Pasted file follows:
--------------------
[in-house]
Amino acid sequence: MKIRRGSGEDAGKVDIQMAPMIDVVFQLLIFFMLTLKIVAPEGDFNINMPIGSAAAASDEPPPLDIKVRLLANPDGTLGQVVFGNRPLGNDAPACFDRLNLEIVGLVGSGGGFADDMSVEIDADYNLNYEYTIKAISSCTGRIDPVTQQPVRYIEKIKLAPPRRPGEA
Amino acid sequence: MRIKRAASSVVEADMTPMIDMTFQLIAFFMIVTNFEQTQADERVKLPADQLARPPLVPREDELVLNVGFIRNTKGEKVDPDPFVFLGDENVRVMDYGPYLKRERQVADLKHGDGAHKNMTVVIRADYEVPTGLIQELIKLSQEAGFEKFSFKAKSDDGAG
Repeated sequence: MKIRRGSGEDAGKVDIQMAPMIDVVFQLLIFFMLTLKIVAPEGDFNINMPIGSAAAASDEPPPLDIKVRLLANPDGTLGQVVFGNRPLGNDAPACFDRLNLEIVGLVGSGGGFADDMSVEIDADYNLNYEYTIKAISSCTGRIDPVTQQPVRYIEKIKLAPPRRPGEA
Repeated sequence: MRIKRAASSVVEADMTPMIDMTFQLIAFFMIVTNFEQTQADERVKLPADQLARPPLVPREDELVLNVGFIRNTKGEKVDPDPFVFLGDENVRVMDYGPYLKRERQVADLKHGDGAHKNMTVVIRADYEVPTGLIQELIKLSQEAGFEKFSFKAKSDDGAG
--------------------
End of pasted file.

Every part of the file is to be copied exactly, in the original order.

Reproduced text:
[in-house]
Amino acid sequence: MKIRRGSGEDAGKVDIQMAPMIDVVFQLLIFFMLTLKIVAPEGDFNINMPIGSAAAASDEPPPLDIKVRLLANPDGTLGQVVFGNRPLGNDAPACFDRLNLEIVGLVGSGGGFADDMSVEIDADYNLNYEYTIKAISSCTGRIDPVTQQPVRYIEKIKLAPPRRPGEA
Amino acid sequence: MRIKRAASSVVEADMTPMIDMTFQLIAFFMIVTNFEQTQADERVKLPADQLARPPLVPREDELVLNVGFIRNTKGEKVDPDPFVFLGDENVRVMDYGPYLKRERQVADLKHGDGAHKNMTVVIRADYEVPTGLIQELIKLSQEAGFEKFSFKAKSDDGAG
Repeated sequence: MKIRRGSGEDAGKVDIQMAPMIDVVFQLLIFFMLTLKIVAPEGDFNINMPIGSAAAASDEPPPLDIKVRLLANPDGTLGQVVFGNRPLGNDAPACFDRLNLEIVGLVGSGGGFADDMSVEIDADYNLNYEYTIKAISSCTGRIDPVTQQPVRYIEKIKLAPPRRPGEA
Repeated sequence: MRIKRAASSVVEADMTPMIDMTFQLIAFFMIVTNFEQTQADERVKLPADQLARPPLVPREDELVLNVGFIRNTKGEKVDPDPFVFLGDENVRVMDYGPYLKRERQVADLKHGDGAHKNMTVVIRADYEVPTGLIQELIKLSQEAGFEKFSFKAKSDDGAG